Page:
Primitive Christianity Revived, Again
Craig Barnett suggests we may be missing the Quaker view of Christianity:
The most interesting aspect of these conflicting attitudes is that both those Friends who reject Christianity and those who defend it often share an understanding of Christianity that was explicitly rejected by the first Quakers.
Philip Austin on justice and joy:
As our discussion became a little heated, the Friend who was clerking/facilitating suggested a period of quiet. After a short while, one non-Quaker friend burst out with frustration; they felt that we were being told to shut up, that legitimate, if divergent, views were not being heard. Can Quakers use quietness in this way, even if unconsciously, more often than we realise?
John Edminister thinks we may have two “elephants” to content with:
The second unmentionable elephant in the room is the Deceiver. I have no inside information on his – or its – nature or ontological status: has ‘he’ a consciousness, a will-to-power, a hatred of all that God loves? Is he/it merely a life-defiling, truth-denying, soulless algorithm generated by the collective unconscious of fallen humanity?
Emerging Quaker asks who we emulate:
But in a faith group that levels hierarchy, that has no paid priesthood and no accepted path to ordination that sets some apart as leaders and sages, we are faced with the problem of the Friend who didn’t know what to think of Thomas Kelly: How do we decide who to emulate? Whose wisdom we should trust and follow? How do find our elders, mentors, and wise counselors?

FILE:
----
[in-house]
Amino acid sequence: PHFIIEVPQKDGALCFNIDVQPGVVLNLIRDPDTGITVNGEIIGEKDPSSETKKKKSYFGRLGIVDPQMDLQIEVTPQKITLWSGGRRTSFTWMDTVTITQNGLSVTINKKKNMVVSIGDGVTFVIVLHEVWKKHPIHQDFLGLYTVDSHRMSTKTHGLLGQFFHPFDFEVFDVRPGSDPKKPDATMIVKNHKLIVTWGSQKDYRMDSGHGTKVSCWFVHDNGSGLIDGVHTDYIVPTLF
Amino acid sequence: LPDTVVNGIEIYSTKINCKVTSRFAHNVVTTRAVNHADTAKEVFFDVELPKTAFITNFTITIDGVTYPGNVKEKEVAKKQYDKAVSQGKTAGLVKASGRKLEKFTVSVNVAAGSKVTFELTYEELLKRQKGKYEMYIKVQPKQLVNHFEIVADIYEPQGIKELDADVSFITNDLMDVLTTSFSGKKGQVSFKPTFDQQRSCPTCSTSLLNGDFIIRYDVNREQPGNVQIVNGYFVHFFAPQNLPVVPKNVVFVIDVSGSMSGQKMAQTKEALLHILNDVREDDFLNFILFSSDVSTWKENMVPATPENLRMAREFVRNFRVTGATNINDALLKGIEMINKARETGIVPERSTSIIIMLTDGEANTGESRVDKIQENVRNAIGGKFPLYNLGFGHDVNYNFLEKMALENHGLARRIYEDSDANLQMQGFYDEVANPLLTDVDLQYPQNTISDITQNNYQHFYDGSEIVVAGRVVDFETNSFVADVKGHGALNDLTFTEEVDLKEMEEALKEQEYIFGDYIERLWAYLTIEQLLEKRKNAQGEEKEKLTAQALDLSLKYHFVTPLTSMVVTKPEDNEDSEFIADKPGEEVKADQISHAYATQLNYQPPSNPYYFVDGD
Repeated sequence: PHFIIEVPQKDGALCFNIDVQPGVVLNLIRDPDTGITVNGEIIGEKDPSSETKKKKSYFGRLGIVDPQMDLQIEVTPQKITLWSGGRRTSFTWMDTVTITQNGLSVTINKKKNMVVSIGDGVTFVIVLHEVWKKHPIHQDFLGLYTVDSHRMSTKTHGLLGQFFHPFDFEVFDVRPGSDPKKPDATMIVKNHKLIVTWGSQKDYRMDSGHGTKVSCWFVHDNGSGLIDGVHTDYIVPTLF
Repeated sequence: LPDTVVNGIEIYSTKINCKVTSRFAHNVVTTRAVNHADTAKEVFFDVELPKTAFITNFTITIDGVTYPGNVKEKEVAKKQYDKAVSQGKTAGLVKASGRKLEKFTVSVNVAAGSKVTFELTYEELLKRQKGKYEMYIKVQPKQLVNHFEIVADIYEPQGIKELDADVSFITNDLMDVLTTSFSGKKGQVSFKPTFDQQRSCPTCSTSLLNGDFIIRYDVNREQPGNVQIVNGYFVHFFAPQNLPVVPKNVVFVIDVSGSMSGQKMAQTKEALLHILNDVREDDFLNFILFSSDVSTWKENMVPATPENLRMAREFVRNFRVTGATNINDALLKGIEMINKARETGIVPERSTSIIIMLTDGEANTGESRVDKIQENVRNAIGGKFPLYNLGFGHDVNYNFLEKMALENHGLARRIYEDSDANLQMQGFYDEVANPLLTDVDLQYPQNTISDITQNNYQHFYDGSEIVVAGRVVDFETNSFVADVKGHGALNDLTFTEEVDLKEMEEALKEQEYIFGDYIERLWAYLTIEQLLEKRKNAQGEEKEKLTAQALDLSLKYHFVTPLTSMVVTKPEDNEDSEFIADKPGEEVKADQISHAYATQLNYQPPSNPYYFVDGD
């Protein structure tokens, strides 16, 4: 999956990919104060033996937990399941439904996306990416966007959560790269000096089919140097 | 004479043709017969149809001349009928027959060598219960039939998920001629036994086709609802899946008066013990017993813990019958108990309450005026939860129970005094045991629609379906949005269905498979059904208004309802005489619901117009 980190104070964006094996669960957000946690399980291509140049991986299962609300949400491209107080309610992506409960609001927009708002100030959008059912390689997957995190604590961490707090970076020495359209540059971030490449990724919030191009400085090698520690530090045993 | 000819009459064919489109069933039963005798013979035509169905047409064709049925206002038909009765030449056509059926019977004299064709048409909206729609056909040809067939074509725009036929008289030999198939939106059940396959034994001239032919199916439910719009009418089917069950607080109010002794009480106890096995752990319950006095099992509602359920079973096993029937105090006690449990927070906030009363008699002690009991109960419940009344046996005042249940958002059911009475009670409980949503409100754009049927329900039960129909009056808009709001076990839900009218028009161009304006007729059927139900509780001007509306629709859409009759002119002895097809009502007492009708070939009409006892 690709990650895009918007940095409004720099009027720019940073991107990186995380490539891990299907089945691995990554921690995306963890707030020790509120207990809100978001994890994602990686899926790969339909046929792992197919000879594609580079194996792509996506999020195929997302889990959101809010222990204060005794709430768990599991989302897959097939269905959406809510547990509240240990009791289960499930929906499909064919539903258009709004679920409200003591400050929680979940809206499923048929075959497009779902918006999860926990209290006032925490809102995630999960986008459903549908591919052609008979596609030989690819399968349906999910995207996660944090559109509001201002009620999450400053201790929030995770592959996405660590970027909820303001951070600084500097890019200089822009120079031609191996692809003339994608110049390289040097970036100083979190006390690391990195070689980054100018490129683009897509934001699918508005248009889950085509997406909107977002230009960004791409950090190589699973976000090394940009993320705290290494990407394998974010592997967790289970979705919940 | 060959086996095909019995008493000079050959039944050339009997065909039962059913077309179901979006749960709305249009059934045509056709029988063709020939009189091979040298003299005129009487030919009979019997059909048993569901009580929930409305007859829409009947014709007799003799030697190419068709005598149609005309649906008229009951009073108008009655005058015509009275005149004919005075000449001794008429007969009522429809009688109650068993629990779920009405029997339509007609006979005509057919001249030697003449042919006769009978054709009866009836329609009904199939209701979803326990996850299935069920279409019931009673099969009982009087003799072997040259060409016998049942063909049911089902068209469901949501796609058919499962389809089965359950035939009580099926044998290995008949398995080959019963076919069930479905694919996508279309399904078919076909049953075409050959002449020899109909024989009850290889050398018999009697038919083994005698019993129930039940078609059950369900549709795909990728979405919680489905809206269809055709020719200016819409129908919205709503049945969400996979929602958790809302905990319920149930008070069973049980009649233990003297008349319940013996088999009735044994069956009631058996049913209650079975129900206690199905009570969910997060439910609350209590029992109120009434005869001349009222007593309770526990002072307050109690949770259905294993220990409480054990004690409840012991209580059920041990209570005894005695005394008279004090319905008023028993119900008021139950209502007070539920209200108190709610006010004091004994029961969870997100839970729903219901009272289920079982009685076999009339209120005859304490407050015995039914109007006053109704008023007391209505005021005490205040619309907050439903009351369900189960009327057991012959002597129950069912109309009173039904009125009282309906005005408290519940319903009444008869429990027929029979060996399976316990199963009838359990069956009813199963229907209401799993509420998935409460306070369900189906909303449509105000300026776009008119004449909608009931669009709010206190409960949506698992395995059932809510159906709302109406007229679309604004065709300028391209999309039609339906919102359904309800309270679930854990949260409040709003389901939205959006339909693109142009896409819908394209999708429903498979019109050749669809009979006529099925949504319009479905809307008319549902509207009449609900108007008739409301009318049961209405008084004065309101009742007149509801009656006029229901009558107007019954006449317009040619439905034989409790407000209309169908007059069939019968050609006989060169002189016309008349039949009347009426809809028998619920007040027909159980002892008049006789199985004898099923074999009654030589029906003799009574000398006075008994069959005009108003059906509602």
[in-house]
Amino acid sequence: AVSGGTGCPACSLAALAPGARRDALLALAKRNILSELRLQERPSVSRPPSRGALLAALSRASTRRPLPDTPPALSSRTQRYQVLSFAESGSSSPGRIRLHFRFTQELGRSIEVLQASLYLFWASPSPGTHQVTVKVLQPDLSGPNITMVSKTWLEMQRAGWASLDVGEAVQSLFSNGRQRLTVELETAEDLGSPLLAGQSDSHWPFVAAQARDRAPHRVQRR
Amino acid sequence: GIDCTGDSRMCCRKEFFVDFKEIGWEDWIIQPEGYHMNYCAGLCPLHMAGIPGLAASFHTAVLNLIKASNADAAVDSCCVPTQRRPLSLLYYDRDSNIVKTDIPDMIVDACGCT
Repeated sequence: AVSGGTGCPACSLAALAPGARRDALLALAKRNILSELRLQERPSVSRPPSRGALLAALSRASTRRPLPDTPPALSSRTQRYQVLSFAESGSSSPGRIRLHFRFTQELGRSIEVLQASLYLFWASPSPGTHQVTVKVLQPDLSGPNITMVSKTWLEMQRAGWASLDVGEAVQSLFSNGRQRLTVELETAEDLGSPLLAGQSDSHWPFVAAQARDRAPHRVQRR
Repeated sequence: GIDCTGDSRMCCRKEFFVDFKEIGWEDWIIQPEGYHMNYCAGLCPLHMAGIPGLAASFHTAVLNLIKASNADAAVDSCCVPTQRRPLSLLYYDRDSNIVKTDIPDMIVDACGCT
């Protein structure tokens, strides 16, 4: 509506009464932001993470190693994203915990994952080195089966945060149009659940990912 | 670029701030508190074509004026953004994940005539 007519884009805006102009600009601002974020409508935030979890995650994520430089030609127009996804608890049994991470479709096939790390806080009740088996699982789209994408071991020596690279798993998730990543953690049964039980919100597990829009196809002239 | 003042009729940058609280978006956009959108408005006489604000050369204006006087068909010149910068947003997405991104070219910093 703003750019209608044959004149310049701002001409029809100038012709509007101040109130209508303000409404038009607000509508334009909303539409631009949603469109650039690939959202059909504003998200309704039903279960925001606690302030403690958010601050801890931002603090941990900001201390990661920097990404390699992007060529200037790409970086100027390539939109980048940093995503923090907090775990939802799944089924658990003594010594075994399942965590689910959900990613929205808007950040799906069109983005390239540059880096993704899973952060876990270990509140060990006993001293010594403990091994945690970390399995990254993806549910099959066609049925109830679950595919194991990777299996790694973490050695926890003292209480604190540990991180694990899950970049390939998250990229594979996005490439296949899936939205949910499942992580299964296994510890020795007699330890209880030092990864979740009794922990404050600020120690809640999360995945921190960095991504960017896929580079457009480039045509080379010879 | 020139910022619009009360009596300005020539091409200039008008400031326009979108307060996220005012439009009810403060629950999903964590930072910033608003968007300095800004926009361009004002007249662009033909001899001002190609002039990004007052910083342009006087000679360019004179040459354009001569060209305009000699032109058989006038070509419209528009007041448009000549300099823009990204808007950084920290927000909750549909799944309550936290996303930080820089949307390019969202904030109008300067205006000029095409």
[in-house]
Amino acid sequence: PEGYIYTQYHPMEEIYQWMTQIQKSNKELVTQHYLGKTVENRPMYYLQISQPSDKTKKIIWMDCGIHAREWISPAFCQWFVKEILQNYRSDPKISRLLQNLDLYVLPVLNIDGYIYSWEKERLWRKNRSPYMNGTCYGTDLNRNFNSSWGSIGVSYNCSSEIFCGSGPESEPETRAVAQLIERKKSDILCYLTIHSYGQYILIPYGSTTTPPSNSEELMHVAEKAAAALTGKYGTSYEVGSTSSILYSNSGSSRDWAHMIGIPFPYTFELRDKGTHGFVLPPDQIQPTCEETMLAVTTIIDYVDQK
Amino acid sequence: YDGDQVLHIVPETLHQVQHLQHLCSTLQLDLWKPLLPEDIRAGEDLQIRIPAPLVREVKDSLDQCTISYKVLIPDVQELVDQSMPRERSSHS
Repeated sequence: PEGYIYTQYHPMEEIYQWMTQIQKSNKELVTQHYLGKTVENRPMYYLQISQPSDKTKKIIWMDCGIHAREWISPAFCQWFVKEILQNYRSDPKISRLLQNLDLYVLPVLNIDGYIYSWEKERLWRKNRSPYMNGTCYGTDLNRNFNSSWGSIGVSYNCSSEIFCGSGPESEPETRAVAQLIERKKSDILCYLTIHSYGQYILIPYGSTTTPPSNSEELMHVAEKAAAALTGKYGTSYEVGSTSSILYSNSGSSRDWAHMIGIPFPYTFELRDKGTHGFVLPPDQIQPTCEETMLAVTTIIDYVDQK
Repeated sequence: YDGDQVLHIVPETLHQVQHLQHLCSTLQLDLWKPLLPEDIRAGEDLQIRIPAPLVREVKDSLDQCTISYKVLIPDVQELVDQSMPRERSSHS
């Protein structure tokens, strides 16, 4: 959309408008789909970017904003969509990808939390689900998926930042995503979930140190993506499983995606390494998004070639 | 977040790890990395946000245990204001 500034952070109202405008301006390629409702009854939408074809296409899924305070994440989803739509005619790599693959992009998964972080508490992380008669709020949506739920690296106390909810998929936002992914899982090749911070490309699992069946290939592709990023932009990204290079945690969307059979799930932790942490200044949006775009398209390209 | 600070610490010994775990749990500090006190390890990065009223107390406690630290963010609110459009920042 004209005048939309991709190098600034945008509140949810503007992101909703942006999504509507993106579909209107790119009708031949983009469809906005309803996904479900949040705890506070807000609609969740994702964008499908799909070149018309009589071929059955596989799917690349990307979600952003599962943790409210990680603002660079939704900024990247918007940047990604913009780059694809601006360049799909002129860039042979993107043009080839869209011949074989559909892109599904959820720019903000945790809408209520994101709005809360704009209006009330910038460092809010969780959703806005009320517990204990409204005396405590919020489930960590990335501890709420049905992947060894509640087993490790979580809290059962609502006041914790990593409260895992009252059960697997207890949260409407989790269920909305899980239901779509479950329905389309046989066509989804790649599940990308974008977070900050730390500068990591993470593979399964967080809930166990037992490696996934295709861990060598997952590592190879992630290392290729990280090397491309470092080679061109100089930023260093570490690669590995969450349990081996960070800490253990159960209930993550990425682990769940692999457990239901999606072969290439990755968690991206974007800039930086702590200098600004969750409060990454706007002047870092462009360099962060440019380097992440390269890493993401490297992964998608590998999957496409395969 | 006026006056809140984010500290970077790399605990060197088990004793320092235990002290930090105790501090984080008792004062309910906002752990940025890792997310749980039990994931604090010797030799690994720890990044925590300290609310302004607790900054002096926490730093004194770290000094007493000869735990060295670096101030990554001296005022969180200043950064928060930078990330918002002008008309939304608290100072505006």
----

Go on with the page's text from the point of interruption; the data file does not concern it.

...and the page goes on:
The Quaker scientist talks of differences between empirical methods and ethics:
Attempts to explain values in terms of neuroscience or evolutionary theory in fact have nothing whatever to say about what is good or bad. That is a philosophical or religious question. And they cannot for example tell you, from a scientific basis, what should be done about Israel or Syria today. That effort would be a category mistake.
Gregg Koskela is back from Northwest Yearly Meeting sessions:
So as we wait for God’s Spirit to bring us to unity, we also wish to humble ourselves before God in confession and repentance.
The association of liberal Friends affirms its understanding of gender and sexuality:
As fellow Quakers, we remain respectfully in formal and informal dialogue on issues such as these. It is the hope of many FGC Quakers that our society as a whole will embrace the fullness and diversity of God’s creation.
In NYTimes article, Jaycen explains why he’s persevering:
I want other transgender and L.G.B.T.Q. people to see that they can have a place in faith-based education. The fact that I’m here is proof of that.
I think it's time to start talking about casting out demons. I've been sitting on this topic for a looooooooooooong time. :-DDoes anyone want to start? ha haBackground / where i'm coming from: - experience as a spiritual intuitive/psychic and…Continue
I am new here so I am not certain of protocol. I do have ten or eleven back issues of Plain Magazine that I have read completely. I am willing to share these magazines with whomever might wish to read them. There are very good articles in my…Continue